Categories: heart disease

California’s wildfires that burnt domestic cats also damaged their hearts and caused blood clots

I was surprised to read a study published on 14 February 2020 on the nature.com website which concluded that domestic cats with thermal burn injuries from the California wildfires showed that they had heart disease and blood clots as well. The technical term is that they suffered with myocardial thickening (thickened heart muscle) as a result of the fires together with intracardiac thrombi (blood clot where the blood enters the heart).

Singed tabby cat rescued from California fires

I would never have imagined this being an unqualified medical person. But apparently there is a link in humans with high temperatures and heart attacks. Firefighters have a higher heart attack risk because they work in high temperatures. Apparently the high temperatures thicken the blood which might be a cause of blood clots as it enters the heart (intracardiac).

I couldn’t find any definitive answer on the Internet as to why cats caught in the fires suffer from myocardial thickening which can cause a narrowing and a reduced blood flow from the left ventricle to the aorta. Myocardial thickening occurred in 18 out of 51 cats and blood clots formed in 16 out of the 51 cats. Of these cats 42 survived and were discharged and six died or were euthanised due to a possible cardiac cause.

The study itself does explain the link between the high temperatures and smoke inhalation suffered by the cats and heart disease but it is very technical and therefore difficult to understand for a layperson. In layperson language they say that there is a surge in the chemicals produced by the brain when the body is under stress which leads to a much increased metabolic rate which in turn increases oxygen flow to the heart muscles which in turn perpetuates cardiac stress. This leads to the enlarged muscle, as I understand it. Also there is marked inflammation (an inflammatory response) which leads to increased work by the heart.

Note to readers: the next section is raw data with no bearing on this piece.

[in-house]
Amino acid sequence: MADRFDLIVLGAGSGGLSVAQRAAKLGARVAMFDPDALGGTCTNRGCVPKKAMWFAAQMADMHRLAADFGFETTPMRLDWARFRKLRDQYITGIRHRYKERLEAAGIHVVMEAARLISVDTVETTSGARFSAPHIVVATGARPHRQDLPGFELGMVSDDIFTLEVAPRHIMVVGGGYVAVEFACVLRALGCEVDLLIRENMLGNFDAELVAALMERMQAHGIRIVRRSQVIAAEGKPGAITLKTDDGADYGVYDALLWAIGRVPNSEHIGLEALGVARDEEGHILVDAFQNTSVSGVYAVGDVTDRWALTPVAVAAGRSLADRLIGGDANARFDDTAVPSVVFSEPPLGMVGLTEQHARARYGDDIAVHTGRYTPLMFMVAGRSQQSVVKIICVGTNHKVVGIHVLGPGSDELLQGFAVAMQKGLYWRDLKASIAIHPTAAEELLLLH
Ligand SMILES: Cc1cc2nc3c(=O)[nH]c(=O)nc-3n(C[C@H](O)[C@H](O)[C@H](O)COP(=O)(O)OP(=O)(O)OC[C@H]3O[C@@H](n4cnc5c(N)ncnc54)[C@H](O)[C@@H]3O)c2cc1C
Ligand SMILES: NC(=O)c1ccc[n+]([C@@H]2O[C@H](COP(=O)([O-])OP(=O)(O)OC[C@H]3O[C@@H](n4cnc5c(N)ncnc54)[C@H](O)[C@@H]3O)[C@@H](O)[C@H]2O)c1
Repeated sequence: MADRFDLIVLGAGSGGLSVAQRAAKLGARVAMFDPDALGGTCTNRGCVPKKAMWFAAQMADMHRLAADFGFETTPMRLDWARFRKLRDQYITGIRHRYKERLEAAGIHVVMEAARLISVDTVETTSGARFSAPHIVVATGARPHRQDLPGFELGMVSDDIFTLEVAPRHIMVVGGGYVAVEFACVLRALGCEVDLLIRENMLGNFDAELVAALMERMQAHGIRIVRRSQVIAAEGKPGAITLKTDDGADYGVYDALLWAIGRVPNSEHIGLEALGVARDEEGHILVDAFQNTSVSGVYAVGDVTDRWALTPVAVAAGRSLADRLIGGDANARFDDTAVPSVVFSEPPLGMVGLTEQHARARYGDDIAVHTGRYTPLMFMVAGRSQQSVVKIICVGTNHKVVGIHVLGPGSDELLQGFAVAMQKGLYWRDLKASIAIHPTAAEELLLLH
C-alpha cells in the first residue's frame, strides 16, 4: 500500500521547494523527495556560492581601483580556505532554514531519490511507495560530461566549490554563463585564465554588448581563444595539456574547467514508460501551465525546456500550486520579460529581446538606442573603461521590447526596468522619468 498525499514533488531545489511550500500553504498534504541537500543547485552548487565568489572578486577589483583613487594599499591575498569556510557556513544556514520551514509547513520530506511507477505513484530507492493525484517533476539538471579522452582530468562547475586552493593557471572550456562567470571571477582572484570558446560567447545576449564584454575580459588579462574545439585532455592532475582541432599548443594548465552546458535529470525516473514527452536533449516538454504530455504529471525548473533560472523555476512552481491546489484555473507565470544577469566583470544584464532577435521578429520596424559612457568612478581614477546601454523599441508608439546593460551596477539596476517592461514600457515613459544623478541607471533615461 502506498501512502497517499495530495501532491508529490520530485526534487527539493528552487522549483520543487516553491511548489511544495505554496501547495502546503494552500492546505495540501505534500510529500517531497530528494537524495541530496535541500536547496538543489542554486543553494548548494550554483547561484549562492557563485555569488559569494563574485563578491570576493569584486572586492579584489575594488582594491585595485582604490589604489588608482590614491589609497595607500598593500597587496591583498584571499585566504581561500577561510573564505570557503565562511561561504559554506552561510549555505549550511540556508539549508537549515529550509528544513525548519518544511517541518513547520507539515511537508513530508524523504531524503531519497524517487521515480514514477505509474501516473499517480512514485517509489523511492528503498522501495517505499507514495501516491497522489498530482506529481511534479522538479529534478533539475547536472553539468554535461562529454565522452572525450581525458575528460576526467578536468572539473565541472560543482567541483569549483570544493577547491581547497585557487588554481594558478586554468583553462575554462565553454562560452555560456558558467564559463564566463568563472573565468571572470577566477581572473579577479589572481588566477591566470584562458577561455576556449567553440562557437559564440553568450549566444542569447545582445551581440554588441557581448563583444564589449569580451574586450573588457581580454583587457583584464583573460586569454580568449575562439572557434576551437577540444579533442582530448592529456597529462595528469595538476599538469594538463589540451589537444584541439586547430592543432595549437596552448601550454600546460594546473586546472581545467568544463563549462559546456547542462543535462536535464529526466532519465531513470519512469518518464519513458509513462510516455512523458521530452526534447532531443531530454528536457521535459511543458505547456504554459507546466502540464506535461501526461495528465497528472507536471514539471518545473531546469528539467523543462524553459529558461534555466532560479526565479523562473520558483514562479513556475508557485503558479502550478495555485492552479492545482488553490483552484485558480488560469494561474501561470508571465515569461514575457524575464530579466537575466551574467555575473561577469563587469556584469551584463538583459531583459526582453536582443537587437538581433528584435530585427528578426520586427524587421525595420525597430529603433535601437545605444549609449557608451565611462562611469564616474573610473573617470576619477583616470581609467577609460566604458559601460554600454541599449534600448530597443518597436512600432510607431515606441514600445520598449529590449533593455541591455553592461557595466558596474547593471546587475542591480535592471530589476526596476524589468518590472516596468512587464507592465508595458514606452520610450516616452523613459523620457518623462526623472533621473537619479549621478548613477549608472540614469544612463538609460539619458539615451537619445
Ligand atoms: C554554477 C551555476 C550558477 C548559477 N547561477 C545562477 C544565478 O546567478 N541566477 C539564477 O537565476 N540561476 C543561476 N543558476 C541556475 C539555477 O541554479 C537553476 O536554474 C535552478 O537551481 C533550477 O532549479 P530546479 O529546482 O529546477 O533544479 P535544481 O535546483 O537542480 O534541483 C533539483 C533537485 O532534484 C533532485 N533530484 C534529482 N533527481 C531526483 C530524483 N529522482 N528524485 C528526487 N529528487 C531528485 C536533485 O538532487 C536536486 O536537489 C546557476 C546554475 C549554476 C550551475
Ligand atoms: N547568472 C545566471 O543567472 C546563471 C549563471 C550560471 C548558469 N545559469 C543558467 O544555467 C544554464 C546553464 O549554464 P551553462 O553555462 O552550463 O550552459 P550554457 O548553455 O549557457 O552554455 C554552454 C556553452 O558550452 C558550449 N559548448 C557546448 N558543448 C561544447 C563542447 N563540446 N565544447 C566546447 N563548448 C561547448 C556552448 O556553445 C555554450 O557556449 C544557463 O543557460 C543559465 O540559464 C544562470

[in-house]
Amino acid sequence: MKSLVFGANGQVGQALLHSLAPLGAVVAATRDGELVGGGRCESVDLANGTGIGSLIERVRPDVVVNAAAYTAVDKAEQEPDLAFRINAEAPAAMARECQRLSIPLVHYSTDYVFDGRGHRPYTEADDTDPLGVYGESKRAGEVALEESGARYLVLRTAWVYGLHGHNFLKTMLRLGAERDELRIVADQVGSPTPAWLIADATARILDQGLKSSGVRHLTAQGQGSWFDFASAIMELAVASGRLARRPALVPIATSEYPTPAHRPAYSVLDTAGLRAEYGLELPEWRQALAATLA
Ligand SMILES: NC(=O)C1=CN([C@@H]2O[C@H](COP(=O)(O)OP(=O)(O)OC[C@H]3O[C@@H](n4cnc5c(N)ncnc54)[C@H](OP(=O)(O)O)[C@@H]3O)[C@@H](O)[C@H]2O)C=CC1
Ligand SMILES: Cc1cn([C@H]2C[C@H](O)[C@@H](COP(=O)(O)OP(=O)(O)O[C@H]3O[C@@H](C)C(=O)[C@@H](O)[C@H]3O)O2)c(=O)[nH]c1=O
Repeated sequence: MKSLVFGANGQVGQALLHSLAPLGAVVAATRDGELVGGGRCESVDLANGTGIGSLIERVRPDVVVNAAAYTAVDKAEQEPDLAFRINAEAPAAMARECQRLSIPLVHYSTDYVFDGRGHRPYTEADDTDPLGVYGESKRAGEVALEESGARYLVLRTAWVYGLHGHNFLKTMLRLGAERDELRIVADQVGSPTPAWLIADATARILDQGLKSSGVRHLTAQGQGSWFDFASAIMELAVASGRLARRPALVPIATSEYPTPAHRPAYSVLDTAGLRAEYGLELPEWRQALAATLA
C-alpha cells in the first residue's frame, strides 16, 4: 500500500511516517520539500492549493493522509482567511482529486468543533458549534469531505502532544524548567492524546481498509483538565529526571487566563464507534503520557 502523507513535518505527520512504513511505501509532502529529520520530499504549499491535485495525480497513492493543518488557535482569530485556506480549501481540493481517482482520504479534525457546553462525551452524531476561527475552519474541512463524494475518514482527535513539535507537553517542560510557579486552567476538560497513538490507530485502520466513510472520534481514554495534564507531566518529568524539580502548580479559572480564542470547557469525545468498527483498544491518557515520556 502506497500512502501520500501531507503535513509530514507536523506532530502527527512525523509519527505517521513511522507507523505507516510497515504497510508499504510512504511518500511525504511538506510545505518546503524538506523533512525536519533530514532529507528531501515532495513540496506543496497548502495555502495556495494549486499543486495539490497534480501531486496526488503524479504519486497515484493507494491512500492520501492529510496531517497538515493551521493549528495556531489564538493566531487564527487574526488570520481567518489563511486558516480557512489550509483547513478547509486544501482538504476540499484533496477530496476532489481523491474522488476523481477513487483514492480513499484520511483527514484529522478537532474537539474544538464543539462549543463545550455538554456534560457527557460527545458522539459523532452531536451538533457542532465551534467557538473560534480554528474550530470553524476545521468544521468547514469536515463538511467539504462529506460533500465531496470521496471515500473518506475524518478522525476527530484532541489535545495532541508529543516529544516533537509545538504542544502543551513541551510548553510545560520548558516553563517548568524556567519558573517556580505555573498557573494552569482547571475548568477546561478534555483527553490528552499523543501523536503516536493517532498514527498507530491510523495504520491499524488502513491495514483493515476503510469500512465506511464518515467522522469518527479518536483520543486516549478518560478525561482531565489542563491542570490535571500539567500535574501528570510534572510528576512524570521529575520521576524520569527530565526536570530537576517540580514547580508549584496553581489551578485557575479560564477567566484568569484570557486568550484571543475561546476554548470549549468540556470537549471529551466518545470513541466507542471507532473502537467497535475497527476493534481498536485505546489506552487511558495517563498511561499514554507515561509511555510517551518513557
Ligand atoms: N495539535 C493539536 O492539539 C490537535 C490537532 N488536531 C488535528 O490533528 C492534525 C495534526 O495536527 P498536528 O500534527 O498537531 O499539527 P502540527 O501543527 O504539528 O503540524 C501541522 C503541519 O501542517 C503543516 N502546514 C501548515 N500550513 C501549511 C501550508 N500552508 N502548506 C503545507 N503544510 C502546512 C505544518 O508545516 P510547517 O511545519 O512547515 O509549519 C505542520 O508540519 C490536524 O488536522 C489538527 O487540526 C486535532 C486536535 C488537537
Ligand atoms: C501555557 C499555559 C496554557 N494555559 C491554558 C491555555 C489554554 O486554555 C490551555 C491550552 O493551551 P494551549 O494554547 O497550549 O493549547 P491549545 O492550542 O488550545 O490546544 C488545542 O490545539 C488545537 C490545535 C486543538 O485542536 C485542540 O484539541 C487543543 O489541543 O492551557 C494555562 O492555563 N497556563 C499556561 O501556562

Cats caught in wildfires are both burnt and suffer from smoke inhalation. The same sort of link between cardiovascular injuries (as I’d call them) and thermal burn injuries combined with smoke inhalation are also found in humans.

YOU CAN READ THE STUDY BY CLICKING ON THE LINK BELOW:

California wildfires caused heart disease and blood clots in cats

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Michael Broad

Hi, I'm a 71-year-old retired solicitor (attorney in the US). Before qualifying I worked in a many jobs including professional photography. I have a girlfriend, Michelle. I love nature, cats and all animals. I am concerned about their welfare.

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